But eventually, we were headed home and yes, we must have checked that our babies were still breathing every thirty seconds. My family had gone home a little bit before us and never have I ever walked into anything as welcome as the paradise they made. img_0544My mother had prepared an Italian feast, wine awaited us, candles were lit everywhere and it was warm and peaceful. A radical change from the hospital environment we had just left and desperately needed comfort for this exhausted and struggling mama. I sank into the soft warm blankets and snuggled with my cuddly (and to my relief, happily accepting of the babies) cats, stared at these beautiful tiny new faces that had just come out of my BODY, and breathed deeply.img_0548

I still wasn’t prepared and had no idea how to deal with the influx of attention that happens when you have a baby. Everyone, EVERYONE wants to see you, well not you, the baby/babies. In hindsight, I plan on a lockdown next time I have a baby. I don’t believe birth is a medical crises but I DO believe it is something which absolutely requires, and deserves, time to adjust and heal from. But I’ll write more on that later.

In conclusion, I want to encourage you mamas to not be afraid to stand up for and demand what you feel is best for you and your baby. I know it was the right thing to come home early, it wasn’t easy, but we made it happen. Maybe it would be different next time, and such is birth. And had my babies had medical needs that required attention, obviously I would have stayed. But they didn’t. What they needed was me to be able to give them my all, and I knew in order to do that I had to get home where I would be cared for and feel safe. To get where I could bond with them and they with me and my husband.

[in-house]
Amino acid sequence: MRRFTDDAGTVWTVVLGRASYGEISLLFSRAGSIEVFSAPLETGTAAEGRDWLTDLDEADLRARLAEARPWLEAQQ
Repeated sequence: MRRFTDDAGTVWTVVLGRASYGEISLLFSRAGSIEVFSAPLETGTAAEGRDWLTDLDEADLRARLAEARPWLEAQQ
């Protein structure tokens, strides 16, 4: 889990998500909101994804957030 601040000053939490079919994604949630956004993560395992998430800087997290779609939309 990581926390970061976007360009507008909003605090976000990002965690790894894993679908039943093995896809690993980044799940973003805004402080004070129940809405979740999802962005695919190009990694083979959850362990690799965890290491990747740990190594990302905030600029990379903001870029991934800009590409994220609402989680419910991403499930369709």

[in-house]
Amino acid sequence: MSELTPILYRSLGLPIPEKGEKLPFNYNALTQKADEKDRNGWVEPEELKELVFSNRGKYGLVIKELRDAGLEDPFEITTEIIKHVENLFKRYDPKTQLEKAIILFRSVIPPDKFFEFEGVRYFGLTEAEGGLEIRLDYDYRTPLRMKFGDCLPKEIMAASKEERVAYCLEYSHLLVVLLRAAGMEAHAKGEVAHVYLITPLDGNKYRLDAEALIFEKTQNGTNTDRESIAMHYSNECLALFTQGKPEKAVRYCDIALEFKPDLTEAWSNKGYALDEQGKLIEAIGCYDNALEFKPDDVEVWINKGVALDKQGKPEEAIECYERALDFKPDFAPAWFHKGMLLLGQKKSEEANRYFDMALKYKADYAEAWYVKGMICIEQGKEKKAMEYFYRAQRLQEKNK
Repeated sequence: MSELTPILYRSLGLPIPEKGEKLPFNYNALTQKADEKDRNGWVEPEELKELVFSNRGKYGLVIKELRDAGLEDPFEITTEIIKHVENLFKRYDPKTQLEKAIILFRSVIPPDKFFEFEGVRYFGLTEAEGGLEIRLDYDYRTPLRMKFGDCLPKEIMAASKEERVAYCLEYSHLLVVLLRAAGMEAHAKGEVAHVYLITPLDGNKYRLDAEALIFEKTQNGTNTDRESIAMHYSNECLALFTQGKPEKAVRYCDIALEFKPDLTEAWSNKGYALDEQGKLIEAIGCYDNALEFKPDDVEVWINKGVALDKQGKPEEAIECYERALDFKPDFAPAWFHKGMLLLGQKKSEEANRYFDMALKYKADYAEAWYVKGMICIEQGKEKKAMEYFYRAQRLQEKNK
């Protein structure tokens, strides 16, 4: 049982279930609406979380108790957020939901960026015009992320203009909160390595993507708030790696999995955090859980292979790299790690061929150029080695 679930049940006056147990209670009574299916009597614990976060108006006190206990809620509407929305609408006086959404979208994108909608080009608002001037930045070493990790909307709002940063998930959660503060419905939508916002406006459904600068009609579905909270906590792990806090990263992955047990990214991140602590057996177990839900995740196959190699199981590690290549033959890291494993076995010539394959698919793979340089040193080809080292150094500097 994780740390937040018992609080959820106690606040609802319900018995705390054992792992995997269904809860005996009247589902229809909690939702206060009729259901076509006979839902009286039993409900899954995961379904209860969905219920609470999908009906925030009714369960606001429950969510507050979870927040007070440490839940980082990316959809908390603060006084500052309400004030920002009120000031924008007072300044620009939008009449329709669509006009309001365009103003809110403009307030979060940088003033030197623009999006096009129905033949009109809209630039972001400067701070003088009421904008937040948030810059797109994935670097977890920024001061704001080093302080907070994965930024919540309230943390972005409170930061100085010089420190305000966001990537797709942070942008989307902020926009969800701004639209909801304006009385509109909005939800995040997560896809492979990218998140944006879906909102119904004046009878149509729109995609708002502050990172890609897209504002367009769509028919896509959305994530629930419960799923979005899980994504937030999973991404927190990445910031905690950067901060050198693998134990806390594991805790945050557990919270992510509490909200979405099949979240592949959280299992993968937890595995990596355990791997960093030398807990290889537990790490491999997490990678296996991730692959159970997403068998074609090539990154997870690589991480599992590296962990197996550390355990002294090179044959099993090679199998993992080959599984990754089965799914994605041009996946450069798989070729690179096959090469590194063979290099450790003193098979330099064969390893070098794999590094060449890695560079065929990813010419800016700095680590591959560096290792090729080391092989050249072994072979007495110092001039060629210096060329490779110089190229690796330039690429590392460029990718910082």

Best laid plans inevitably change. Especially where children are involved. And that is ok. But never be afraid to stand by your decisions. Mamas almost always know best, and unless you plan on bunking in a snowbank with your newborn, I’d say you should have faith in yourself. You did make that human. Roll up your sleeves, mama bears, these are our cubs, and being with mama is really the main thing they need and truly all they want.

Click each link below for posts on:

postpartum recovery

the fourth trimester

breastfeeding support

breastfeeding in public

wine and boobs

and…

my opinions on coping with the “Everyone Comes out of the Woodwork Invasion Phenomenon” when you have a baby.img_0545

One of “Those Days”…

imageWe all have them, those days that make us want to pull our hair out or hide under the bed and cry while guzzling wine and stuffing chocolate in our mouths. It doesn’t mean we’re bad moms, or that we have bad kids. Life as a human isn’t perfect every moment. And, we are all human, and various things in life happen as a human. Imperfect, hair pulling, loud, messy life things.

imageIt’s one of those imperfect days in my house. My children slept in, and, silly me, I foolishly thought that this predicted cheery moods and smiling faces. No, no, not so much, not today anyway. It began with my son not even wanting to be put down while I went to the bathroom, sobbing in a crumpled heap as if I had abandoned him on a remote island, while in reality he was squeezed on the floor between my legs for barely 30 seconds while I attempted to pee with the force of Niagara Falls in order to get the job done as quickly as possible.